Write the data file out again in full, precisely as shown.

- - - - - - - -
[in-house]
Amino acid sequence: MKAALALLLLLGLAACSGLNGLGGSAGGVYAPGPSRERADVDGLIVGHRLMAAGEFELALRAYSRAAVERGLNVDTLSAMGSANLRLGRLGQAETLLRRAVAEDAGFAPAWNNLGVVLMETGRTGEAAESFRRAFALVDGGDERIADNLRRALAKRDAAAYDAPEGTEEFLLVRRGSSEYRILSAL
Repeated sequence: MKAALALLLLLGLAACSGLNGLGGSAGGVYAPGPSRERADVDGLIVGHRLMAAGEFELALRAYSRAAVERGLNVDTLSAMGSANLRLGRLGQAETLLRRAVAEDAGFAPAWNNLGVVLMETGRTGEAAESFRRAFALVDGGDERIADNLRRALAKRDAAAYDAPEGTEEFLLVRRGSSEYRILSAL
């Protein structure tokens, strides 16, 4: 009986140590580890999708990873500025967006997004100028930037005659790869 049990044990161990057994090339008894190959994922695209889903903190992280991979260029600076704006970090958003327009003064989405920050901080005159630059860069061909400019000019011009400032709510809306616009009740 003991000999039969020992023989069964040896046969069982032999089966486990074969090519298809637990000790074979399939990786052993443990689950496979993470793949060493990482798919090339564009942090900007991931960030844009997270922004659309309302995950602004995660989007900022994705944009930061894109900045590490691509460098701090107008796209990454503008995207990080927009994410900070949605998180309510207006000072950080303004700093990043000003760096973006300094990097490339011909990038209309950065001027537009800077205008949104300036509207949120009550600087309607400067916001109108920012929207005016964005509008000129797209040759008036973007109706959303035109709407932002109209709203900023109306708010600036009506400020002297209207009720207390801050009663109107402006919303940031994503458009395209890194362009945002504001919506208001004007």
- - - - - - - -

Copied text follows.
[in-house]
Amino acid sequence: MKAALALLLLLGLAACSGLNGLGGSAGGVYAPGPSRERADVDGLIVGHRLMAAGEFELALRAYSRAAVERGLNVDTLSAMGSANLRLGRLGQAETLLRRAVAEDAGFAPAWNNLGVVLMETGRTGEAAESFRRAFALVDGGDERIADNLRRALAKRDAAAYDAPEGTEEFLLVRRGSSEYRILSAL
Repeated sequence: MKAALALLLLLGLAACSGLNGLGGSAGGVYAPGPSRERADVDGLIVGHRLMAAGEFELALRAYSRAAVERGLNVDTLSAMGSANLRLGRLGQAETLLRRAVAEDAGFAPAWNNLGVVLMETGRTGEAAESFRRAFALVDGGDERIADNLRRALAKRDAAAYDAPEGTEEFLLVRRGSSEYRILSAL
């Protein structure tokens, strides 16, 4: 009986140590580890999708990873500025967006997004100028930037005659790869 049990044990161990057994090339008894190959994922695209889903903190992280991979260029600076704006970090958003327009003064989405920050901080005159630059860069061909400019000019011009400032709510809306616009009740 003991000999039969020992023989069964040896046969069982032999089966486990074969090519298809637990000790074979399939990786052993443990689950496979993470793949060493990482798919090339564009942090900007991931960030844009997270922004659309309302995950602004995660989007900022994705944009930061894109900045590490691509460098701090107008796209990454503008995207990080927009994410900070949605998180309510207006000072950080303004700093990043000003760096973006300094990097490339011909990038209309950065001027537009800077205008949104300036509207949120009550600087309607400067916001109108920012929207005016964005509008000129797209040759008036973007109706959303035109709407932002109209709203900023109306708010600036009506400020002297209207009720207390801050009663109107402006919303940031994503458009395209890194362009945002504001919506208001004007």